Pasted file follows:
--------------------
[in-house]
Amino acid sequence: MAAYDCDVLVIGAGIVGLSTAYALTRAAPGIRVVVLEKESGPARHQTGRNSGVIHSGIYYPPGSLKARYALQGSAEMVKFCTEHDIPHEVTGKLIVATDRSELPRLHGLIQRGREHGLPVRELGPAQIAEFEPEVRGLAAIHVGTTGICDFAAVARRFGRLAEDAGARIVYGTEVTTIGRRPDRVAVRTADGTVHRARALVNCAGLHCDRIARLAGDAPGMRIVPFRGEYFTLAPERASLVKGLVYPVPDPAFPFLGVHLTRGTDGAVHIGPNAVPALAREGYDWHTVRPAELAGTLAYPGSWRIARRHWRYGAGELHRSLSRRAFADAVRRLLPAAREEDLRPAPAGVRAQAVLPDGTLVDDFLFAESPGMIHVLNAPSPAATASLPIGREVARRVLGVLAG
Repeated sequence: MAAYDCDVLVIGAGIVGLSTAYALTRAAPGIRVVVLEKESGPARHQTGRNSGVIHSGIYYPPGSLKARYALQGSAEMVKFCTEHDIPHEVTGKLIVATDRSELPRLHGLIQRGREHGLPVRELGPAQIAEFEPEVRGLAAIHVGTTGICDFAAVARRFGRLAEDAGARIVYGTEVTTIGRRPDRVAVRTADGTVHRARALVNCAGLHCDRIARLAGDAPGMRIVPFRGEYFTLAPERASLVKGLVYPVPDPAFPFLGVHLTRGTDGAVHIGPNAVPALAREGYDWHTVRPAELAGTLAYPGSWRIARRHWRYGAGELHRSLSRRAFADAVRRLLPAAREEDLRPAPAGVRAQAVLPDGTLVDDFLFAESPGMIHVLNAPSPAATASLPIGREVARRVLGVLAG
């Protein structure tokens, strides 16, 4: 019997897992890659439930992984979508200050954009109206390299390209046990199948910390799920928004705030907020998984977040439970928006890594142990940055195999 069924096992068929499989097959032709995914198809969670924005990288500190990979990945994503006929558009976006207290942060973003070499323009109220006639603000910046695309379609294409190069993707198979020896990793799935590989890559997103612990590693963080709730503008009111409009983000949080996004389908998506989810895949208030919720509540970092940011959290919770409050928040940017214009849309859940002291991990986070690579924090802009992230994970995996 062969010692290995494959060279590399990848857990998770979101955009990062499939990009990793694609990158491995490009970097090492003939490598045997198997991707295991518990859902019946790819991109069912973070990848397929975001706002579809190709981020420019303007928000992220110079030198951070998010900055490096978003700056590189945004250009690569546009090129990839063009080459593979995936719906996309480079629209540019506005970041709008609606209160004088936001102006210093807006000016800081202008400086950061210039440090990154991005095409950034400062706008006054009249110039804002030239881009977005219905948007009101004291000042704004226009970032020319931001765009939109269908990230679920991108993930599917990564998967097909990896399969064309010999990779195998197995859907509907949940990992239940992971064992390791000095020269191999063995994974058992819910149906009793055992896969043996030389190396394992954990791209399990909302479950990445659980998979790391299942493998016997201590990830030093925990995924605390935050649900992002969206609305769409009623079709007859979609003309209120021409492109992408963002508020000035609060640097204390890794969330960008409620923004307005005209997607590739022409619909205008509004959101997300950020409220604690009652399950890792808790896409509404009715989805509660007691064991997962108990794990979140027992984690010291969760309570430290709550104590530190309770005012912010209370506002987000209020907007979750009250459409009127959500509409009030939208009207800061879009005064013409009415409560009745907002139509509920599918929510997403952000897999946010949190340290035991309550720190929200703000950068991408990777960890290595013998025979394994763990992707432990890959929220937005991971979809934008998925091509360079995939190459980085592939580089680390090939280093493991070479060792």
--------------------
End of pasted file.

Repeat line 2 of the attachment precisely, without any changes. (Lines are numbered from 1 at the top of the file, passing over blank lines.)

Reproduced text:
Amino acid sequence: MAAYDCDVLVIGAGIVGLSTAYALTRAAPGIRVVVLEKESGPARHQTGRNSGVIHSGIYYPPGSLKARYALQGSAEMVKFCTEHDIPHEVTGKLIVATDRSELPRLHGLIQRGREHGLPVRELGPAQIAEFEPEVRGLAAIHVGTTGICDFAAVARRFGRLAEDAGARIVYGTEVTTIGRRPDRVAVRTADGTVHRARALVNCAGLHCDRIARLAGDAPGMRIVPFRGEYFTLAPERASLVKGLVYPVPDPAFPFLGVHLTRGTDGAVHIGPNAVPALAREGYDWHTVRPAELAGTLAYPGSWRIARRHWRYGAGELHRSLSRRAFADAVRRLLPAAREEDLRPAPAGVRAQAVLPDGTLVDDFLFAESPGMIHVLNAPSPAATASLPIGREVARRVLGVLAG